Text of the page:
Malta could never be described as a great shopping centre, and many Maltese go on a day to Sicily when they want a shopping spree. The best buys for visitors are the local crafts, which are conveniently displayed and demonstrated in craft villages on Malta and Gozo. Crafts aside, the best shopping is in Triq ir-Republika (Republic Street), Valletta.
Department stores and clothes shops here are uninspiring compared to their mainland European counterparts, and the prices in international shops, such as Marks & Spencer, Benetton and Next are substantially higher. The best places in which to experience the bustle of true Maltese life are the Sunday markets in Valletta and Marsaxlokk.
Generally speaking the best place to see – and the cheapest places to buy – local handicrafts are the two crafts villages on Malta and Gozo.
Gozo Citadel Crafs Centre
Arts and crafts purchased by private Maltese and Gozitian firms, located in what use to be the old Gozo prisons.
Ta’ Qali Craft Centre, Ta’ Qali
Authentic Maltese crafts are displayed on the site of a World War II aerodrome. Here you can watch working silver-smiths, glassblowers, potters, ironsmiths, stone carves, lace makers and jewelers. A visit to the village \features on day tours of the island but it is more satisfying to go independently and browse (and buy) at your own leisure.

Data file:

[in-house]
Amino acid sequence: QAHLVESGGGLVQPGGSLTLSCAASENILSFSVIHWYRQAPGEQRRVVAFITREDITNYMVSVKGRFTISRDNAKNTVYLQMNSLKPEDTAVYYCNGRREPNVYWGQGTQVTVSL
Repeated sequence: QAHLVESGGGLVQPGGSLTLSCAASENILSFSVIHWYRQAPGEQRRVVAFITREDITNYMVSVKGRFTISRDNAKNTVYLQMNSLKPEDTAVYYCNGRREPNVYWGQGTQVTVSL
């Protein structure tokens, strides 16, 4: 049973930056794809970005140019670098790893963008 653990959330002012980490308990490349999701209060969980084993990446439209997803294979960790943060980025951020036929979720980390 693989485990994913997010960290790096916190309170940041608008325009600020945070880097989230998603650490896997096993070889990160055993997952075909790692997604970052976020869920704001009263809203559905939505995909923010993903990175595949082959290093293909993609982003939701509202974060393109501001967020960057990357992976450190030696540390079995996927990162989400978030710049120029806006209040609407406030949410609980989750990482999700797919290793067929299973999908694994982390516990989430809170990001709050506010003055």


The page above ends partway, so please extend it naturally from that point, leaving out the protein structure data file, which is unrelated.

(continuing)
Ta’ Dbiegi Crafts Village
This is Gozo’s version of the Ta’Qali Craft Centre, displaying and selling local crafts, but all ona samller scale. The emphasis is on lace making and weaving
Brass and Iron
Replica brass dolphin doorknockers, as seen in Mdina and other old quarters, are favourite souvenirs. Wrought ironwork is a local tradition, and items range from candlesticks to an entire suit of armour.
Local pottery is not as varied as you might expect from a Mediterranean island. The styles are mainly rustic and the predominant colours are brown and blue. Very reasonably priced are the ceramic and sculpture; seconds sold at the Craft Centre in Ta’Qali.
Local glassware is stylish, beautifully coloured and reasonably priced. Vases, pots and ornaments come in various shades of blue and green, often in a mottled effect.
The Maltese have been making jewelery for centuries and the island is full of silversmiths and goldsmiths, many specializing in filigree work. The streets of Valletta are the best place to shop.
The main event is Valletta’s flea market held on Sunday mornings near City Gate. There are also weekday markets in Merchants’ Street, Valletta, and in Rabat, in Marsaxlokk, and in Victoria in Gozo.
Most of the authentic handmade items you will see are made on Gozo. Beware, however, of imitation lace. Among the range of genuine items are lace-edged handkerchiefs, napkins, tablecloths and full-lace shawls. Try the crafts village of Ta’ Dbiegi, the shops behind It-Tokk Square in Victoria or the shops of Xlendi.
Equally abundant are the cheap and chunky woolen cardigans and sweaters that hang outside the shops in Malta, and Gozo, Cotton goods such as T-shirts, towels and jeans are very reasonably priced, especially in markets.
Malta Weave is an especially hardwearing cloth that is used for making dresses, skirts, tablecloths and bedspreads.